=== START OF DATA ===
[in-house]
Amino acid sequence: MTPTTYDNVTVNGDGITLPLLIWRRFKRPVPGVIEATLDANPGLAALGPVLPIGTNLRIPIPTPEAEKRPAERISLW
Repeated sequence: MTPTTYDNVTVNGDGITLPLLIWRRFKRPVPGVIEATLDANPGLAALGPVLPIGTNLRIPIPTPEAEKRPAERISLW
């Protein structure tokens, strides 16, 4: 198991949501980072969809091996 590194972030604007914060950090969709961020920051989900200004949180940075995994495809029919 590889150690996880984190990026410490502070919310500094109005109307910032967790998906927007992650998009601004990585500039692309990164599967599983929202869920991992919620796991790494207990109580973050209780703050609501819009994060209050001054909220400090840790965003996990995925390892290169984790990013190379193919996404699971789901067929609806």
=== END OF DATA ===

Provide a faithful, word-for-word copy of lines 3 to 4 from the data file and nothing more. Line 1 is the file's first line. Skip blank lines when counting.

Repeated sequence: MTPTTYDNVTVNGDGITLPLLIWRRFKRPVPGVIEATLDANPGLAALGPVLPIGTNLRIPIPTPEAEKRPAERISLW
């Protein structure tokens, strides 16, 4: 198991949501980072969809091996 590194972030604007914060950090969709961020920051989900200004949180940075995994495809029919 590889150690996880984190990026410490502070919310500094109005109307910032967790998906927007992650998009601004990585500039692309990164599967599983929202869920991992919620796991790494207990109580973050209780703050609501819009994060209050001054909220400090840790965003996990995925390892290169984790990013190379193919996404699971789901067929609806």